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Response To Comments On "Did Tax Cuts Spur Growth?"

Updated on November 11, 2018
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ME has spent most of his retirement from service to the United States studying, thinking, and writing about the country he served.

Was Clinton's Deficit Surplus Real or Imaginary?

Kevin also took me to task on the reality of the claim that Clinton's tax hike and spending cut program, and the resulting increase in federal revenues and economic growth, really created a budget surplus and reduced the national debt. Kevin emphatically believes it did not. In part, he may be right, but in large part, I didn't think so and wasn't nearly as sure of my position. What follows then is my analysis.

There are basically two parts to the annual federal budget, on-budget and off-budget. This I have known for a long time. What I wasn't aware of, until this week and the Debt Reduction Panel recommendations, was the size of the off-budget numbers ... some $1.4 Trillion!! WoW!. As impressive as that number is though, if it doesn't change, up or down, it doesn't affect my analysis because it is the change we are considering.

It is the on-budget numbers that we hear about all of the time, those are the Appropriated dollars, apparently the smaller of the two parts. In any event the first thing to look at is the total of the on- and off-budget outlays. The chart below presents the total picture. It offers a view of the Public Debt in two ways; in "Real" dollars and in "Nominal" dollars.

"Real" dollars represent the actual number of "greenbacks" owed. It is the accumulation of all monies borrowed and paid back since the Public Debt was last at a zero balance. "Nominal" dollars, on the other hand, represent the true value of those real dollars in terms of some base year, in this case 2010.

Nominal dollars is often a hard concept to understand; it took me quite awhile to actually "get it" even though it was critical to my job with the Air Force. For a time, I just did the calculations by rote and just trusting the theory was correct. In time, the logic finally sunk in.

It goes something like this: Would you rather be a millionaire today or 20 years ago? Most people answer they would rather be a millionaire 20 years ago. Why? Because a million dollars bought a lot more 20 years ago than it does today. Can you imagine anybody arguing that a $250,000 income wouldn't be super rich back in 1950? Well, the same idea works with the National Debt. I trillion dollar debt in 1980 was a huge deal, not so much today. So, with that in mind, let's look at the chart.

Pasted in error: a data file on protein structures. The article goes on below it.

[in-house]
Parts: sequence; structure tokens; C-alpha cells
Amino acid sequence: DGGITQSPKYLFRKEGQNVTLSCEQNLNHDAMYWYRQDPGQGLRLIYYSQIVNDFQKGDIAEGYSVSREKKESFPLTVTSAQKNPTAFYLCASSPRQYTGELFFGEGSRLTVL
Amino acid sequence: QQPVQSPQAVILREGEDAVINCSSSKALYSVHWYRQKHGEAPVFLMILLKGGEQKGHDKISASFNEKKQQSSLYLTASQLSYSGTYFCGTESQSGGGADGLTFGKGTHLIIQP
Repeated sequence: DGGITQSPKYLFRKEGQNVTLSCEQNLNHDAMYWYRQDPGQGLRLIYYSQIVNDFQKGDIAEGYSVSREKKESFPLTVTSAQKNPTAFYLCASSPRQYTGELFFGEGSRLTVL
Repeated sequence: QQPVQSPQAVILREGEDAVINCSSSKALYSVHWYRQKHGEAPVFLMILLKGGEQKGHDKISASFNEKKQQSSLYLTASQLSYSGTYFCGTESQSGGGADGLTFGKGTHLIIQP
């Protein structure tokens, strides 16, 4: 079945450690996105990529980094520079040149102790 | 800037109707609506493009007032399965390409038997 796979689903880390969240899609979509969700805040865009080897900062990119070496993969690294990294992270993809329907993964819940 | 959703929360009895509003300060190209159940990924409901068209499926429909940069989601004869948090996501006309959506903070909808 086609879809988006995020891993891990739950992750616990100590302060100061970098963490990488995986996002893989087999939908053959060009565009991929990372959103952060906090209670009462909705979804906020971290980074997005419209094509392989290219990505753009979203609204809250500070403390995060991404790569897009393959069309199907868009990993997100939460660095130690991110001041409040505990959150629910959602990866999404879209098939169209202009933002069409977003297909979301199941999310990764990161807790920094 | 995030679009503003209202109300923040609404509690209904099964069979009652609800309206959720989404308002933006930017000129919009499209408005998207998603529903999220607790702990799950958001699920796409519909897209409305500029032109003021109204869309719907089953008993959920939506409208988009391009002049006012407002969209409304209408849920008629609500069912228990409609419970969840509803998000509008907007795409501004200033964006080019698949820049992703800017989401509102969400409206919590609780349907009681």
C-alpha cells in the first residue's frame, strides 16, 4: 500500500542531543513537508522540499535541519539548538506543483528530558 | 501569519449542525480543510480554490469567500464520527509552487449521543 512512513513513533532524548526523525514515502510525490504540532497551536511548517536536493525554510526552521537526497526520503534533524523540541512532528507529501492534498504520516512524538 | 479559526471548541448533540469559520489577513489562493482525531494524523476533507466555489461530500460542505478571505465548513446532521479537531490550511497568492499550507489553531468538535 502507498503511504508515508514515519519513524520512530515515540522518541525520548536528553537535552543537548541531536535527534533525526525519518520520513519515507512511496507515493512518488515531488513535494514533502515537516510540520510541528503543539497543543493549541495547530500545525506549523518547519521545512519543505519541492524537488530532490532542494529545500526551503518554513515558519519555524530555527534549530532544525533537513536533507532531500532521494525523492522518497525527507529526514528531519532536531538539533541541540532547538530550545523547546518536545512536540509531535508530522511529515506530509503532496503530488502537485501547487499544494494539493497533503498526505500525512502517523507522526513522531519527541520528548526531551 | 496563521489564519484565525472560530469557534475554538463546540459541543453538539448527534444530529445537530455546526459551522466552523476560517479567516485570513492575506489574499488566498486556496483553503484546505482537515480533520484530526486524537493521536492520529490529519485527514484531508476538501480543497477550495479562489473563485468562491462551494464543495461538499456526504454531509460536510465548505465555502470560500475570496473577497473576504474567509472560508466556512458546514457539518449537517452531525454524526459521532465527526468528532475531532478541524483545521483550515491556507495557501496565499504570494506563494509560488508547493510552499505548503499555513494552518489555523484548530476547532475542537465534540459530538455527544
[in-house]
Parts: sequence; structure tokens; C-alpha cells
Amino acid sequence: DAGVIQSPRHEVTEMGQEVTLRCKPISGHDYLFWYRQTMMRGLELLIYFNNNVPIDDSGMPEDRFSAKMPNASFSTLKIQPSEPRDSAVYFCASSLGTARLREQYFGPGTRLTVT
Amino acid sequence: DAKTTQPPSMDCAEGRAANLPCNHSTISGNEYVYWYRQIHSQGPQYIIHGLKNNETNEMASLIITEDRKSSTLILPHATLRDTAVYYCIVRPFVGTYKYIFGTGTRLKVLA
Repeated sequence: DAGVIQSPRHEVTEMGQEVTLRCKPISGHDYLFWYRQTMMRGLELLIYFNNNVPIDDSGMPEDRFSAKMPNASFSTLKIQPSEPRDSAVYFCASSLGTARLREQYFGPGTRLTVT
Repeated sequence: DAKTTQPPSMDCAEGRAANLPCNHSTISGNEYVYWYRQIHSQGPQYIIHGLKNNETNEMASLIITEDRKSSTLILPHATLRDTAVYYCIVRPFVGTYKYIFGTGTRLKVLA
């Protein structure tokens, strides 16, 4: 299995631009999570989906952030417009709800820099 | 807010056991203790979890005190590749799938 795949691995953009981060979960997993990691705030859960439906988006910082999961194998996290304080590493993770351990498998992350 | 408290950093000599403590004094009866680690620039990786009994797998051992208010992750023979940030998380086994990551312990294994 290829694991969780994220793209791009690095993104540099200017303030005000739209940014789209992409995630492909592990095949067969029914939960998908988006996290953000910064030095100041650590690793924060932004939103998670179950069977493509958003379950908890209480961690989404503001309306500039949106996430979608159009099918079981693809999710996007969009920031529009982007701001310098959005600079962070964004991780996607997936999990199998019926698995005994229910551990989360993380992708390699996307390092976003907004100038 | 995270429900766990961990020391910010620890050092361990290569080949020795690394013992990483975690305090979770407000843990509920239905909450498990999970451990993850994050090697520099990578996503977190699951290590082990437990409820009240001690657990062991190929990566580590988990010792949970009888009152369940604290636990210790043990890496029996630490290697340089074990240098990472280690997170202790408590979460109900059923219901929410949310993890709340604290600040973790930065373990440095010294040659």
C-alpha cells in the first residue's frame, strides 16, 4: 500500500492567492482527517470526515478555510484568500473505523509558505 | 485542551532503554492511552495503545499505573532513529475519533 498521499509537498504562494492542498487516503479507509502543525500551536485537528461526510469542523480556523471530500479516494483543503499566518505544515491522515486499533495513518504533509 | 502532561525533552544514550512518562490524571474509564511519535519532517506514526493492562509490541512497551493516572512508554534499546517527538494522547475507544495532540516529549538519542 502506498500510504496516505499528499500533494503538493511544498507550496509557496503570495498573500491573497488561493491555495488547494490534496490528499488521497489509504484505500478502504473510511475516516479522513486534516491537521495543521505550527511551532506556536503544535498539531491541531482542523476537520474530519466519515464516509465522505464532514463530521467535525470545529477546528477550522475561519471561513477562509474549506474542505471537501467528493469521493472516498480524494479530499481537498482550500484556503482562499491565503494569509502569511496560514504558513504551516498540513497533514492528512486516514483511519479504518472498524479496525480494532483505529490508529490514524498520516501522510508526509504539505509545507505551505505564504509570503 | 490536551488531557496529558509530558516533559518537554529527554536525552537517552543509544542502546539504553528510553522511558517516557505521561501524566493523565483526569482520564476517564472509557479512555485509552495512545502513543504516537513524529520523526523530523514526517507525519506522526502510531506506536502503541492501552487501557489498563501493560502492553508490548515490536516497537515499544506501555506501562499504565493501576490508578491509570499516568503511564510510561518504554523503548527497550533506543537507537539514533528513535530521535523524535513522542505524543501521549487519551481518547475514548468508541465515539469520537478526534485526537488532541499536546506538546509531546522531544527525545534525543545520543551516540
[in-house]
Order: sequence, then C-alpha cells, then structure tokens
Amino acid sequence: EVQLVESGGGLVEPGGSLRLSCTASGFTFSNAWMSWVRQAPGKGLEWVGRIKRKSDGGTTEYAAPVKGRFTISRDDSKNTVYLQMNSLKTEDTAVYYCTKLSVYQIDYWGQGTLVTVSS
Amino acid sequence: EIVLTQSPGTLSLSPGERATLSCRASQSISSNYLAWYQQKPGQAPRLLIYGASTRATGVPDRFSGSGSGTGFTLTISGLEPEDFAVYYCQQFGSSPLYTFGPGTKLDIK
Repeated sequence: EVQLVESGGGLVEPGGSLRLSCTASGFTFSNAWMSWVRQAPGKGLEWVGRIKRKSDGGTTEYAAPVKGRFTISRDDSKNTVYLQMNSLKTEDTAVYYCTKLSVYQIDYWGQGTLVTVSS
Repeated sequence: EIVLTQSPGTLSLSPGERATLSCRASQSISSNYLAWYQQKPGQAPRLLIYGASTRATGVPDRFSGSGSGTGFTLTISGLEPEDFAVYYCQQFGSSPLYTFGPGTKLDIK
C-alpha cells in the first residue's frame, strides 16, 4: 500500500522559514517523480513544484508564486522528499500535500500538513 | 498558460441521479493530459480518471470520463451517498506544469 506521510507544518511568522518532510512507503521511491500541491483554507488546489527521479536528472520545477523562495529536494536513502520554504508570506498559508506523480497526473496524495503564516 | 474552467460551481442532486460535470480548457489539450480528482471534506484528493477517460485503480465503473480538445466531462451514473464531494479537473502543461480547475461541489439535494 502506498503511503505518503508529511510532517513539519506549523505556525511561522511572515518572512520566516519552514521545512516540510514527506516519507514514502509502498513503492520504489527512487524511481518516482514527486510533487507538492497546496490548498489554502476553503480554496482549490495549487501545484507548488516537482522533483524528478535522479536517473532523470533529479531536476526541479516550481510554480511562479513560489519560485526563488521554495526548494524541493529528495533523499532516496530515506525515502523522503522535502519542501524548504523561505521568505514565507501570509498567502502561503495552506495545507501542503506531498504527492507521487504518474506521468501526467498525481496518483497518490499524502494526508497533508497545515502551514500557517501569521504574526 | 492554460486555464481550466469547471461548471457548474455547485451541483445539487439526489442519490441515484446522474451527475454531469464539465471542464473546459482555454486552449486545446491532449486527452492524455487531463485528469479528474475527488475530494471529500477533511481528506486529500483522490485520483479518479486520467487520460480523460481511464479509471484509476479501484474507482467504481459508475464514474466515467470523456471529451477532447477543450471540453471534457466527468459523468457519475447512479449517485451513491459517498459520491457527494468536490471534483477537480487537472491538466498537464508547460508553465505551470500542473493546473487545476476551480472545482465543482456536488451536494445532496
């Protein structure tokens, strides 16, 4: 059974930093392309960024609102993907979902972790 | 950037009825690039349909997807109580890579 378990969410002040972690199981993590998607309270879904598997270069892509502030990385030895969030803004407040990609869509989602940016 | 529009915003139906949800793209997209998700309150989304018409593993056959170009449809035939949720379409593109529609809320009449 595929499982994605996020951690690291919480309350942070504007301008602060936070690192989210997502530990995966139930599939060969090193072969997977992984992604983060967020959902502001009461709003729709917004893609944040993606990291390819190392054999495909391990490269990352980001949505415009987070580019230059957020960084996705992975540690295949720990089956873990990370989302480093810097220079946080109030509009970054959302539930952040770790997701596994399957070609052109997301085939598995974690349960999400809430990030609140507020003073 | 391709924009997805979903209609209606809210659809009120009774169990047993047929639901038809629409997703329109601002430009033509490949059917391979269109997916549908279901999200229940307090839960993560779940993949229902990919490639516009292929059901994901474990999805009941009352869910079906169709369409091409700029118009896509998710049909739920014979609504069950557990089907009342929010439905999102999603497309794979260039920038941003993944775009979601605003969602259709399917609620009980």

First consider the 3rd column labeled "increase from previous year" where the increase is between annual debt amounts expressed in Real dollars. Here, Kevin is absolutely right, the National Debt never stops increasing. I draw your attention, however, to the period between 1998 and 2001. Do you see how fast the increase in debt was decelerating? It increased only $18 billion in terms of Real dollars in 2000! This isn't a bad feat in and of itself, don't you think? What happened in 2000 to stop the deceleration? The Tech Boom bubble busted!

Now consider the 5th column. Here the increases in the Debt are in terms of Nominal dollars and it is in this view, where we look at the true value of the dollars, in terms of 2010 dollars, that we see a Decrease in the National Debt; at least for 2000 and 2001. The VALUE of the National Debt decreased in 2000 when compared to 1999 and the VALUE of the National Debt decreased in 2001 when compared to 2000. The debt may not have decreased in the actual number of dollar bills owed but it did decrease in what those dollar bills were actually worth, which, from an economic point of view meaning its economic impact, is the more important number. Furthermore, for the three years prior to that the debt did not increase very much at all, in nominal terms.